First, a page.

Cycling is a sport that involves some technique. In road racing for example, we expect the rider to have good bike handling skills. That involves being able to ride in a straight line, hold that line through turns, and be comfortable riding close to other riders. Apart from such basic skills, more advanced skills are also required if one is to do well in a road race. Skills such as taking off and putting on clothing, grabbing food and water bottles, eating and drinking, hopping over obstacles, going down twisty descents, etc.
In mountain biking similar but different skills need to be mastered. Most important there is to distribute one's weight when climbing steep hills with occasional loss of traction. More difficult is hopping logs, riding in gravel or sand, and going around tight turns in mud. Yet these skills can make the difference between winning and finishing in the back.
Most cyclists who start at a young age easily master bike handling skills. Although not all become experts, most will manage to do well enough so biking handling is no limiting factor. Occasionally one will find a pro cyclist who has not mastered a basic skill, but was nonetheless able to reach the pinnacle of the sport. Perhaps the most famous example is Frederico Bahamontes, nicknamed, "The Eagle of Toledo" for his great climbing skills.
Frederico was the best climber of his generation, yet he was afraid of heights and did not descend well. He would often wait at the top of a climb for a friendly rider to join him so they could ride down together. At other times he would get caught on the descent by his competitors. Since Frederico scored his points, and made his fame at the top, this did not matter much.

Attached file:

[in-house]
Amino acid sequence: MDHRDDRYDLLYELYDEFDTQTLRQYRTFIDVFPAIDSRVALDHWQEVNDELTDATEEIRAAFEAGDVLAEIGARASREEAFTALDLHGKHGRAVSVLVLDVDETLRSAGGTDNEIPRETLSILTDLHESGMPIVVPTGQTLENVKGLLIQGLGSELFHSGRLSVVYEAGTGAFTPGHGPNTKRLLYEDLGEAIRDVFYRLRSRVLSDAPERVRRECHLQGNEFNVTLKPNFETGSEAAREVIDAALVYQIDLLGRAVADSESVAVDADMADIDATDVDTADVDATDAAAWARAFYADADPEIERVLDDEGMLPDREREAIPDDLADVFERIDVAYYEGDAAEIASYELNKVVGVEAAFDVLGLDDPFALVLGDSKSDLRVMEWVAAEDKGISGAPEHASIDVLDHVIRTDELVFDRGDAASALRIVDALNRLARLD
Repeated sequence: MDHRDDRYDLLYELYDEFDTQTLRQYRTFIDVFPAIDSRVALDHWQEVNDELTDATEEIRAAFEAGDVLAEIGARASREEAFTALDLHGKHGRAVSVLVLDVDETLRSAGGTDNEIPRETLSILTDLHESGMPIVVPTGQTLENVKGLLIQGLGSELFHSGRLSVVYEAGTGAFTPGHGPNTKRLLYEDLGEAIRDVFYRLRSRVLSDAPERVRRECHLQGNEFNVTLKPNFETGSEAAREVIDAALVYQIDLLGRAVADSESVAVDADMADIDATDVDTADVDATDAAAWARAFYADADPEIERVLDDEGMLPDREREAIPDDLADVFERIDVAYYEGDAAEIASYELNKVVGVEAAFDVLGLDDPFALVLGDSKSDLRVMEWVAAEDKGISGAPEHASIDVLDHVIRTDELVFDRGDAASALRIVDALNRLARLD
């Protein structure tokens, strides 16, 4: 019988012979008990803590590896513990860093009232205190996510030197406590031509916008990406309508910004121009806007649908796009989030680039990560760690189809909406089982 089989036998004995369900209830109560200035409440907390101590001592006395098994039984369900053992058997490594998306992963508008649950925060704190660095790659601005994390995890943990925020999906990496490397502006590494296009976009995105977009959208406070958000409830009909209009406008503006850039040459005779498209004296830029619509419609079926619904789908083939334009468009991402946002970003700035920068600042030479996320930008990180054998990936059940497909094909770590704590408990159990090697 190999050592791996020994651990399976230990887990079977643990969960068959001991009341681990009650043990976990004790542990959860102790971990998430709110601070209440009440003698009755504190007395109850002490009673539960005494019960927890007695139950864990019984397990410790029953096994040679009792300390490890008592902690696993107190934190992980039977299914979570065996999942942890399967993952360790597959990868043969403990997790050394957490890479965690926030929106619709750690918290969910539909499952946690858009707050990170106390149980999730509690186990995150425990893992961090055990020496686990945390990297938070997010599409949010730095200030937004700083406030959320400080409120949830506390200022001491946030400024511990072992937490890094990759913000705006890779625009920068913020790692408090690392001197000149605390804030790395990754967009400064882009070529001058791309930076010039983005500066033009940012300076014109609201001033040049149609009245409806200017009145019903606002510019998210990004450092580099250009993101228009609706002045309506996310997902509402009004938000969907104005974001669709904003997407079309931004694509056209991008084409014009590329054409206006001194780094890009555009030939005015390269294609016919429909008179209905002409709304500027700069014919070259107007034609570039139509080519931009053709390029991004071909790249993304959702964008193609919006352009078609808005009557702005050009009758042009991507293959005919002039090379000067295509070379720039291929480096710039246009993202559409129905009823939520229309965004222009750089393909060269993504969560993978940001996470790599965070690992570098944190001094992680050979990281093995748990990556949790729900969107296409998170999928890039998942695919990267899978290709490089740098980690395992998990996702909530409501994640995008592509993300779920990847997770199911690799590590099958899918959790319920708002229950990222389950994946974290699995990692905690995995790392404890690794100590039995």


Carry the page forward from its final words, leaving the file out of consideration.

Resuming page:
The situation with respect to basic bike handling is different for cyclists who pick up the sport at a later stage in life. The largest group of those are triathletes, who are infamous for their poor riding skills. Triathletes may not ride in packs or draft for most of their events, and perhaps as a result, many don't know how to ride straight, let alone draft well.
Riding straight is considered the most basic skill a rider can acquire. In countries where people use bicycles for transportation -such as Belgium- all kids are taught to ride straight, whether they become racers or not. Riding straight is a key element in bike safety. Riding straight means suppressing natural reflexes that turn the body whenever the head turns. While such reflexes are useful when walking, doing so while riding is a recipe for disaster. The rider suddenly swerves in the middle of the road.
If you decide to ride a bike for exercise, please learn this one skill. It is more tricky than you think, but it may save your life one day. Learn to ride straight. If you want to proceed to bicycle racing, you will absolutely need to master this, lest you want to go down all the time and take a lot of people with you.